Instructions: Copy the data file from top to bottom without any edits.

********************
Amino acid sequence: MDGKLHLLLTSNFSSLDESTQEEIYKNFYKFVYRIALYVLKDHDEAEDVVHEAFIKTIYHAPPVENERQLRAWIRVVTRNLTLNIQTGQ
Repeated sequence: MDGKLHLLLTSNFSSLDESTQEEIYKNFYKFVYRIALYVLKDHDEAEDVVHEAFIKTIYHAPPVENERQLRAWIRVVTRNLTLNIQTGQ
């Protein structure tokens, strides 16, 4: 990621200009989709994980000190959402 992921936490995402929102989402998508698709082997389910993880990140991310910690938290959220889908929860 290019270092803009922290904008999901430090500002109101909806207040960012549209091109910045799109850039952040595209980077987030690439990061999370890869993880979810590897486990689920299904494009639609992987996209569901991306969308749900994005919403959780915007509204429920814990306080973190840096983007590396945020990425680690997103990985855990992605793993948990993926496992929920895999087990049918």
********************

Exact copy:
Amino acid sequence: MDGKLHLLLTSNFSSLDESTQEEIYKNFYKFVYRIALYVLKDHDEAEDVVHEAFIKTIYHAPPVENERQLRAWIRVVTRNLTLNIQTGQ
Repeated sequence: MDGKLHLLLTSNFSSLDESTQEEIYKNFYKFVYRIALYVLKDHDEAEDVVHEAFIKTIYHAPPVENERQLRAWIRVVTRNLTLNIQTGQ
């Protein structure tokens, strides 16, 4: 990621200009989709994980000190959402 992921936490995402929102989402998508698709082997389910993880990140991310910690938290959220889908929860 290019270092803009922290904008999901430090500002109101909806207040960012549209091109910045799109850039952040595209980077987030690439990061999370890869993880979810590897486990689920299904494009639609992987996209569901991306969308749900994005919403959780915007509204429920814990306080973190840096983007590396945020990425680690997103990985855990992605793993948990993926496992929920895999087990049918």